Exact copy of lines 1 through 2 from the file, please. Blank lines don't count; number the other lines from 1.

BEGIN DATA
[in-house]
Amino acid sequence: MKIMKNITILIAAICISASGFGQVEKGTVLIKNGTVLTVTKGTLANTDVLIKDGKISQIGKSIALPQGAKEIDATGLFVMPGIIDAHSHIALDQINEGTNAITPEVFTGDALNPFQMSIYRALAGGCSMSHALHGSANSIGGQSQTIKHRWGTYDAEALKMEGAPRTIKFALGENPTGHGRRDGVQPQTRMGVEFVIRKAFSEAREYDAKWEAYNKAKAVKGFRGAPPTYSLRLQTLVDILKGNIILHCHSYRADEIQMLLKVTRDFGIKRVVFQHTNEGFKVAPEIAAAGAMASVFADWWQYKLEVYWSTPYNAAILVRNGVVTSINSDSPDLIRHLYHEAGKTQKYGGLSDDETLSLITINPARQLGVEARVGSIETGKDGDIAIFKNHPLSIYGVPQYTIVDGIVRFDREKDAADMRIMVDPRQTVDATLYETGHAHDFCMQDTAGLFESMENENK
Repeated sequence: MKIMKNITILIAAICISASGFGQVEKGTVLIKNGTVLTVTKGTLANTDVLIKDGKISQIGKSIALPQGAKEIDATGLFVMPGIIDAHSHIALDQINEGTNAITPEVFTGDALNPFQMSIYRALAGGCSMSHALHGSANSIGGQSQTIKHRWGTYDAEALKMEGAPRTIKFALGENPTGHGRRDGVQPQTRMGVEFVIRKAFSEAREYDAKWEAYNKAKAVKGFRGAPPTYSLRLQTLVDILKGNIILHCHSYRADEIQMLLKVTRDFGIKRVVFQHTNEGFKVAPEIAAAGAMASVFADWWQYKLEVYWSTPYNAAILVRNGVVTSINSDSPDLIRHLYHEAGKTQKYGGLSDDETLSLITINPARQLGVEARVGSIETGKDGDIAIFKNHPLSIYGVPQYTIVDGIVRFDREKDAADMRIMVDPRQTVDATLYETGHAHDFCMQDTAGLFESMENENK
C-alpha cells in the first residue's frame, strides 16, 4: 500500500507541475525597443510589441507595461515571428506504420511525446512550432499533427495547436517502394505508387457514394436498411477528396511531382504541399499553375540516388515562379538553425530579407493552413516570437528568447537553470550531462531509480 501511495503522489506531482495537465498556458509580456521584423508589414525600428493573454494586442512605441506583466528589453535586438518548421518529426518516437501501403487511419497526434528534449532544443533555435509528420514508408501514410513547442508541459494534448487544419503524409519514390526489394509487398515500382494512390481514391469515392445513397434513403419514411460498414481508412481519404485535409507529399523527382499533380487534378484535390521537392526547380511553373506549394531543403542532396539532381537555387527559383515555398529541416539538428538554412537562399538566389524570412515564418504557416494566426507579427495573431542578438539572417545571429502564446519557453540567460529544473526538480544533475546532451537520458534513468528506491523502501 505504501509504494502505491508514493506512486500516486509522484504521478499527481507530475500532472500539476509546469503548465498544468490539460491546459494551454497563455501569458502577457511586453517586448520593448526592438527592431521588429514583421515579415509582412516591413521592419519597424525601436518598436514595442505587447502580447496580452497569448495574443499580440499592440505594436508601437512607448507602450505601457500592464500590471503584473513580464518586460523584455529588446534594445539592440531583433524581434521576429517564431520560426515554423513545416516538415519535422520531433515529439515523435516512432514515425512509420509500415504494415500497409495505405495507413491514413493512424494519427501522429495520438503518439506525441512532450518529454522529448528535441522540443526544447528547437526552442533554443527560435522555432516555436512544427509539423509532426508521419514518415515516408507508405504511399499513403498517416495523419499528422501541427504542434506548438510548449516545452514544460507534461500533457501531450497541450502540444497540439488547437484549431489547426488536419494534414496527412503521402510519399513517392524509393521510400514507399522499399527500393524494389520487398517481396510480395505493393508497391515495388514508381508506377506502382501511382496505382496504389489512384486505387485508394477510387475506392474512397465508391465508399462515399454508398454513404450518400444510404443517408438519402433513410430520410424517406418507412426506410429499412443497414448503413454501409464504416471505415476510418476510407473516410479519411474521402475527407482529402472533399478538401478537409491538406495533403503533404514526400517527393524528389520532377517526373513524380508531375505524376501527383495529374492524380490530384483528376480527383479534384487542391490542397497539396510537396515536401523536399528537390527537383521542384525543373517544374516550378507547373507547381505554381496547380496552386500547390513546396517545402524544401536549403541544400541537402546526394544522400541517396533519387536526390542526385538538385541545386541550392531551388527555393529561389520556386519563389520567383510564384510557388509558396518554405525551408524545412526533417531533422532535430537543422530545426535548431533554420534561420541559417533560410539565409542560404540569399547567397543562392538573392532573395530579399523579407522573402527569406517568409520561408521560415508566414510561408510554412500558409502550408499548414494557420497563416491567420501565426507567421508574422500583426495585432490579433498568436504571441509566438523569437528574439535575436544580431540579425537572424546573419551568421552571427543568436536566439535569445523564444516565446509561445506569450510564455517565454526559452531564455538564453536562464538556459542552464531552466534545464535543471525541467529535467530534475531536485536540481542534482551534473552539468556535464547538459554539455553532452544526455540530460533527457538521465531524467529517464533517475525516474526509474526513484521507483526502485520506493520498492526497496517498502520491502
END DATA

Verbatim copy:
[in-house]
Amino acid sequence: MKIMKNITILIAAICISASGFGQVEKGTVLIKNGTVLTVTKGTLANTDVLIKDGKISQIGKSIALPQGAKEIDATGLFVMPGIIDAHSHIALDQINEGTNAITPEVFTGDALNPFQMSIYRALAGGCSMSHALHGSANSIGGQSQTIKHRWGTYDAEALKMEGAPRTIKFALGENPTGHGRRDGVQPQTRMGVEFVIRKAFSEAREYDAKWEAYNKAKAVKGFRGAPPTYSLRLQTLVDILKGNIILHCHSYRADEIQMLLKVTRDFGIKRVVFQHTNEGFKVAPEIAAAGAMASVFADWWQYKLEVYWSTPYNAAILVRNGVVTSINSDSPDLIRHLYHEAGKTQKYGGLSDDETLSLITINPARQLGVEARVGSIETGKDGDIAIFKNHPLSIYGVPQYTIVDGIVRFDREKDAADMRIMVDPRQTVDATLYETGHAHDFCMQDTAGLFESMENENK